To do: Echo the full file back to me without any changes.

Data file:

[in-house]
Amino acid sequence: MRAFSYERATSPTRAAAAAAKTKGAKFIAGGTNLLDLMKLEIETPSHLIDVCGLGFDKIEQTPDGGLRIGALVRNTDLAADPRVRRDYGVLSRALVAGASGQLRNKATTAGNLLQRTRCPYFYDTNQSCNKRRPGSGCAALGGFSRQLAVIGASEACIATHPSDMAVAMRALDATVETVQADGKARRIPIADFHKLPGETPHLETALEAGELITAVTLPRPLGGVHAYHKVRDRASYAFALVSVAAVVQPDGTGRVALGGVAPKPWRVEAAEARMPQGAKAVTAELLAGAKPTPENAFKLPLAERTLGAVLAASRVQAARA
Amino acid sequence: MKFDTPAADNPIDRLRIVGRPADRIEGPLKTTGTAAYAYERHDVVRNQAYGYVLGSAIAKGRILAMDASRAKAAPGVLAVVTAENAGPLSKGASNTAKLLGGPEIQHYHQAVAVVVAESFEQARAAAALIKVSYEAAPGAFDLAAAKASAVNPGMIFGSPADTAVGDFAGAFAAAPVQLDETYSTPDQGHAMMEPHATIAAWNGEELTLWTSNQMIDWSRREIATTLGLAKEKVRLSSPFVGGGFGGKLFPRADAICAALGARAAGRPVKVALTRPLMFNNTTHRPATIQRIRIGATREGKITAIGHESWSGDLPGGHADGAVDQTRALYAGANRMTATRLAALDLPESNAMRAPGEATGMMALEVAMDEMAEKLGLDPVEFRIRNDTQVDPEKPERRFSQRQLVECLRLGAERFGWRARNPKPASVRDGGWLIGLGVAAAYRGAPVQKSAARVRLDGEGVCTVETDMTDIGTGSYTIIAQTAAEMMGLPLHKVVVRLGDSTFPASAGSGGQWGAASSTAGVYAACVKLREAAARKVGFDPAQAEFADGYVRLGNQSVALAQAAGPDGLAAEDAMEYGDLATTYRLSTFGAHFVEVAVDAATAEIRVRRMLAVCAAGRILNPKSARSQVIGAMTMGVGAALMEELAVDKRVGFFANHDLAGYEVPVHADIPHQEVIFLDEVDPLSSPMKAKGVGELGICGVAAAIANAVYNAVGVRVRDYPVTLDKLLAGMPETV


[in-house]
Amino acid sequence: MRAFSYERATSPTRAAAAAAKTKGAKFIAGGTNLLDLMKLEIETPSHLIDVCGLGFDKIEQTPDGGLRIGALVRNTDLAADPRVRRDYGVLSRALVAGASGQLRNKATTAGNLLQRTRCPYFYDTNQSCNKRRPGSGCAALGGFSRQLAVIGASEACIATHPSDMAVAMRALDATVETVQADGKARRIPIADFHKLPGETPHLETALEAGELITAVTLPRPLGGVHAYHKVRDRASYAFALVSVAAVVQPDGTGRVALGGVAPKPWRVEAAEARMPQGAKAVTAELLAGAKPTPENAFKLPLAERTLGAVLAASRVQAARA
Amino acid sequence: MKFDTPAADNPIDRLRIVGRPADRIEGPLKTTGTAAYAYERHDVVRNQAYGYVLGSAIAKGRILAMDASRAKAAPGVLAVVTAENAGPLSKGASNTAKLLGGPEIQHYHQAVAVVVAESFEQARAAAALIKVSYEAAPGAFDLAAAKASAVNPGMIFGSPADTAVGDFAGAFAAAPVQLDETYSTPDQGHAMMEPHATIAAWNGEELTLWTSNQMIDWSRREIATTLGLAKEKVRLSSPFVGGGFGGKLFPRADAICAALGARAAGRPVKVALTRPLMFNNTTHRPATIQRIRIGATREGKITAIGHESWSGDLPGGHADGAVDQTRALYAGANRMTATRLAALDLPESNAMRAPGEATGMMALEVAMDEMAEKLGLDPVEFRIRNDTQVDPEKPERRFSQRQLVECLRLGAERFGWRARNPKPASVRDGGWLIGLGVAAAYRGAPVQKSAARVRLDGEGVCTVETDMTDIGTGSYTIIAQTAAEMMGLPLHKVVVRLGDSTFPASAGSGGQWGAASSTAGVYAACVKLREAAARKVGFDPAQAEFADGYVRLGNQSVALAQAAGPDGLAAEDAMEYGDLATTYRLSTFGAHFVEVAVDAATAEIRVRRMLAVCAAGRILNPKSARSQVIGAMTMGVGAALMEELAVDKRVGFFANHDLAGYEVPVHADIPHQEVIFLDEVDPLSSPMKAKGVGELGICGVAAAIANAVYNAVGVRVRDYPVTLDKLLAGMPETV